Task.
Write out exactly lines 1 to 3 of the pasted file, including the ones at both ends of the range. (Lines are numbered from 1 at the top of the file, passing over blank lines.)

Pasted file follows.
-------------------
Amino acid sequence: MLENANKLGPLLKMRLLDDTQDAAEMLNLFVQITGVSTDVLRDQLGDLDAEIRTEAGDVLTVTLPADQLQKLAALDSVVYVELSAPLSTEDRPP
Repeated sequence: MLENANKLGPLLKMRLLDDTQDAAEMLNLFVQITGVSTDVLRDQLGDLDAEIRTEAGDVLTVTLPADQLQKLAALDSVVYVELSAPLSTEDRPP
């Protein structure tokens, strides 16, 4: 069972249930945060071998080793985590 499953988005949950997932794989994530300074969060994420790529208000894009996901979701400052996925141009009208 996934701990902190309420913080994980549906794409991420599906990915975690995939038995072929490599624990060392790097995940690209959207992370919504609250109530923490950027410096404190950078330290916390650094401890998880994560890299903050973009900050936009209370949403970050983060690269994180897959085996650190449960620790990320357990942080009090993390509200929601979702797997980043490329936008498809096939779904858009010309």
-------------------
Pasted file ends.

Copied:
Amino acid sequence: MLENANKLGPLLKMRLLDDTQDAAEMLNLFVQITGVSTDVLRDQLGDLDAEIRTEAGDVLTVTLPADQLQKLAALDSVVYVELSAPLSTEDRPP
Repeated sequence: MLENANKLGPLLKMRLLDDTQDAAEMLNLFVQITGVSTDVLRDQLGDLDAEIRTEAGDVLTVTLPADQLQKLAALDSVVYVELSAPLSTEDRPP
């Protein structure tokens, strides 16, 4: 069972249930945060071998080793985590 499953988005949950997932794989994530300074969060994420790529208000894009996901979701400052996925141009009208 996934701990902190309420913080994980549906794409991420599906990915975690995939038995072929490599624990060392790097995940690209959207992370919504609250109530923490950027410096404190950078330290916390650094401890998880994560890299903050973009900050936009209370949403970050983060690269994180897959085996650190449960620790990320357990942080009090993390509200929601979702797997980043490329936008498809096939779904858009010309």